Individuals from these countries can fly to the United States (or drive, if coming from Mexico or Canada) as they did before the pandemic, provided they can show proof of vaccination and a negative COVID-19 test.
The CDC will also issue an order directing airlines to collect phone numbers and email addresses of travelers for a new contact-tracing system. Additional details of the contact-tracing system have not yet been outlined. Unvaccinated people who are not American citizens will not be permitted to enter the United States.

Which vaccines will be accepted?

The United States will accept vaccines that are FDA approved or authorized and World Health Organization (WHO) emergency use listed (EUL) vaccines. This includes Moderna, Johnson & Johnson, Pfizer-BioNTech, two versions of the Oxford-AstraZeneca vaccine, Sinopharm and Sinovac.
Russia’s Sputnik V vaccine is not currently on the accepted list, meaning many Russian participants and others inoculated with Sputnik V may currently be prohibited from entering the United States. We will continue to monitor CDC guidance and travel requirements for updates.

What does fully vaccinated mean?

According to the CDC, people are considered fully vaccinated two weeks after their second dose of a Pfizer or Moderna vaccine, or two weeks after a single-dose vaccine, such as the Johnson & Johnson vaccine. “Mix and match” vaccines, an inoculation strategy involving a first dose of one vaccine and a second dose of a different vaccine, will be accepted as long as each dose involved is an accepted vaccine.

What kinds of tests meet the testing requirement?

Travelers must show documentation of a negative viral COVID-19 test result or documentation of recovery from COVID-19 within the past 90 days before boarding a plane to the United States (or before boarding the first flight in a series of connections booked on the same itinerary to the United States).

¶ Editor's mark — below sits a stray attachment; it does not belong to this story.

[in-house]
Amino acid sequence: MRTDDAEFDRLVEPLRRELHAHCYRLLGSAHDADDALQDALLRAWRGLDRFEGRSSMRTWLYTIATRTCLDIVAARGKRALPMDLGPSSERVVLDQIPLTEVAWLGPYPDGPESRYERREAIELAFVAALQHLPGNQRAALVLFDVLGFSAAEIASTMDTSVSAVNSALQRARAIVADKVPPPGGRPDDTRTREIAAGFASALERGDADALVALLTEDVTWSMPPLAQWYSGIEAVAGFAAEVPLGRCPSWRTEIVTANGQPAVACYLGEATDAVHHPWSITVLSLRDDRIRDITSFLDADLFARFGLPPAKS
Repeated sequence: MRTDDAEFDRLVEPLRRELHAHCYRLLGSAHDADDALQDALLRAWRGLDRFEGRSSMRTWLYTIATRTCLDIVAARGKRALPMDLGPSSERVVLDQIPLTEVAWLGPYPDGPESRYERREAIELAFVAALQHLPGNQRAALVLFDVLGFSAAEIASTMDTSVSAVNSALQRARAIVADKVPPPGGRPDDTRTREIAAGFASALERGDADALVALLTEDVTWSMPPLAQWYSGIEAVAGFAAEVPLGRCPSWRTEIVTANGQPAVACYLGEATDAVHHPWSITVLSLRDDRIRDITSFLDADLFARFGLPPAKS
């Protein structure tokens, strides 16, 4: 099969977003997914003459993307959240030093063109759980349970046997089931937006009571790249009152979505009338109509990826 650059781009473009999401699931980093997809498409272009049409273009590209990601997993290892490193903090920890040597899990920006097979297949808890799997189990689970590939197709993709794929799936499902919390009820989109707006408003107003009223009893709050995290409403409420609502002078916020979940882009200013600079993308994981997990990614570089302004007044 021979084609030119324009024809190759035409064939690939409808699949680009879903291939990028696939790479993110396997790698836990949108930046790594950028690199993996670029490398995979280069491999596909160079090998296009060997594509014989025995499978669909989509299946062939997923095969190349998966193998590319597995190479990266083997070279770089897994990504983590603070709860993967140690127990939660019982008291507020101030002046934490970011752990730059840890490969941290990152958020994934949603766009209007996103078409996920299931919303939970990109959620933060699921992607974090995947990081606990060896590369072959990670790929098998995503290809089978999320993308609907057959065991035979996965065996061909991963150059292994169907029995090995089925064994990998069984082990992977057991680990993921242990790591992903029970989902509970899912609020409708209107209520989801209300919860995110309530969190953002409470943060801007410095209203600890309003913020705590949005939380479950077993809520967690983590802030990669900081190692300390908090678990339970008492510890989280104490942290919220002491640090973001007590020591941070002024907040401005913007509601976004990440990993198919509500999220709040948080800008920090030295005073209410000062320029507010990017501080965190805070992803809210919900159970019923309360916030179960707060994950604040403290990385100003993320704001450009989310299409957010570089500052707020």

• Both nucleic acid amplification tests (NAATs), such as a PCR test, and antigen tests qualify.
  • A self-test can be used if it meets the requirements of the order including real-time proctoring by a telehealth service affiliated with the manufacturer of the test and that generates a test result that can be reviewed by the airline before boarding.  
  • This is the same standard for qualifying tests that has applied to the pre-departure testing requirement since January.
  • More information on the types of viral tests is available here.

How do the new rules affect people from countries that were not on the banned list?

The new policy applies to everyone who is not a U.S. citizen, including individuals from countries whose citizens have been able to fly to the United States throughout the pandemic. Although vaccination status does not currently affect whether or not these individuals can enter the United States, in November only fully vaccinated travelers will be permitted.

These individuals are already required to show proof of a negative coronavirus test, taken within three days of boarding a flight. This requirement will remain.

See Department of State website for additional FAQs.